In the last three years, the minimum wage for herders has doubled, and that should lead to lots of applicants, Griffith said. It hasn’t; in fact, the number of applicants for H2A visas has steadily declined. The Larimer County report noted that the current US immigration system provides less than four percent of the workers needed in agriculture.
Michael Marsh, of the National Council of Agriculture Employers, told the audience another issue that affects the agriculture workforce is that the immigrant workforce is aging. “You have have to wonder whether agriculture is sustainable,” he said, absent a workforce to harvest the crops. “These are not jobs that Americans are stepping up for.”
From the right, he’s heard people suggest that prisoners or those on welfare take those jobs. That doesn’t account for those who are disabled and can’t do that kind of work, or whether someone wants milk from a cow “milked by Charles Manson,” he said. From the left, he hears that farmers should pay more or hire union labor. “You cannot get someone from another country to come in and do those jobs,” even at $15 an hour, with health insurance and housing.
And the range of minimum wage pay will drive just who gets workers, Marsh said. An immigrant who comes to the United States to pick peaches will go to California for that $15 an hour wage instead of Georgia, where the wage is much lower, he said. “Who gets the workers? Is it the farm in Florida, or the one in the Northwest?”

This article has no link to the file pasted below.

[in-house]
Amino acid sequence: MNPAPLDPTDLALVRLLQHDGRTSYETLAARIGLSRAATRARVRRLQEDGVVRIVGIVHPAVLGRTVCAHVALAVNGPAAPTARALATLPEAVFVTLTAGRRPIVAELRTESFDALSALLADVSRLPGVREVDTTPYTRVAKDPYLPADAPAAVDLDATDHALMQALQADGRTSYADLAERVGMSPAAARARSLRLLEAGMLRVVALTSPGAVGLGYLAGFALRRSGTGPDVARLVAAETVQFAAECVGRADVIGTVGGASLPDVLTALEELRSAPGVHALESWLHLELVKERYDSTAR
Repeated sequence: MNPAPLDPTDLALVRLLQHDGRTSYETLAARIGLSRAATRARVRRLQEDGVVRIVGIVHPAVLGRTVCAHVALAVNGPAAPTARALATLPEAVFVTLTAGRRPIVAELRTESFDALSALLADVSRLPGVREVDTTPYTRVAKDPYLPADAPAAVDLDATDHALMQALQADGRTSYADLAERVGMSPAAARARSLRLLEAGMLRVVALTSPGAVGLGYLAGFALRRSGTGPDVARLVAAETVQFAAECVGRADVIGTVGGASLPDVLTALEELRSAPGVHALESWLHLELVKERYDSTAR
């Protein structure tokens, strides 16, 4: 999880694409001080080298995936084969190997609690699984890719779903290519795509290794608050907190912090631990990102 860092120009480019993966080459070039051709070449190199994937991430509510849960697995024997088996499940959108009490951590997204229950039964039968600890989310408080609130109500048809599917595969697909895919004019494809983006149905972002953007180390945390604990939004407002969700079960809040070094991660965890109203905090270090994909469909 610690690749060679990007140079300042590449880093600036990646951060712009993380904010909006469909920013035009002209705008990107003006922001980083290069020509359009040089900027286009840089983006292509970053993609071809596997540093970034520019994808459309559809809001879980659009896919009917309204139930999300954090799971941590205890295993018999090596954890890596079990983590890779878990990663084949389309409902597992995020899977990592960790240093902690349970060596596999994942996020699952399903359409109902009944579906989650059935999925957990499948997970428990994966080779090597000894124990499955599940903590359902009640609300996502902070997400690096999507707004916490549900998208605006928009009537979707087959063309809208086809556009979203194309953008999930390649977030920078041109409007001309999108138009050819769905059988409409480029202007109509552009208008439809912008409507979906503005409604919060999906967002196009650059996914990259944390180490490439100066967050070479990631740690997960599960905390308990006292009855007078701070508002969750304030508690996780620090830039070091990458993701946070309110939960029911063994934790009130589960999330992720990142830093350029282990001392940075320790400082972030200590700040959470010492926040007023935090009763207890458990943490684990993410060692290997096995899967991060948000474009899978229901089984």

Anti-immigrant rhetoric from Washington, D.C. isn’t helping either. “Employees and employers are scared, and with good reason,” because of the escalation of raids by Immigration and Custom Enforcement (ICE).
Even those who attempt to improve the situation are at risk, Marsh said. Last year, U.S. Rep. Bob Goodlatte of Virginia introduced a bill to create a new, workable agricultural guest-worker program that would replace the H2A program. He was immediately attacked as being soft on immigration, and later announced he would not run for another term. The bill passed the House Judiciary Committee on a 17-16 vote last October, Marsh said, because some of the more conservative members were absent that day. U.S. Rep. Ken Buck, a Greeley Republican, was among the “yes” votes that sent the measure to the full House, where it now sits.
The solution, at least to some, is automation. One proposal is that a contractor could contract out robotic equipment and other technology so that the farms wouldn’t have to make huge capital investments. “It can’t happen fast enough,” Sakata told Colorado Politics.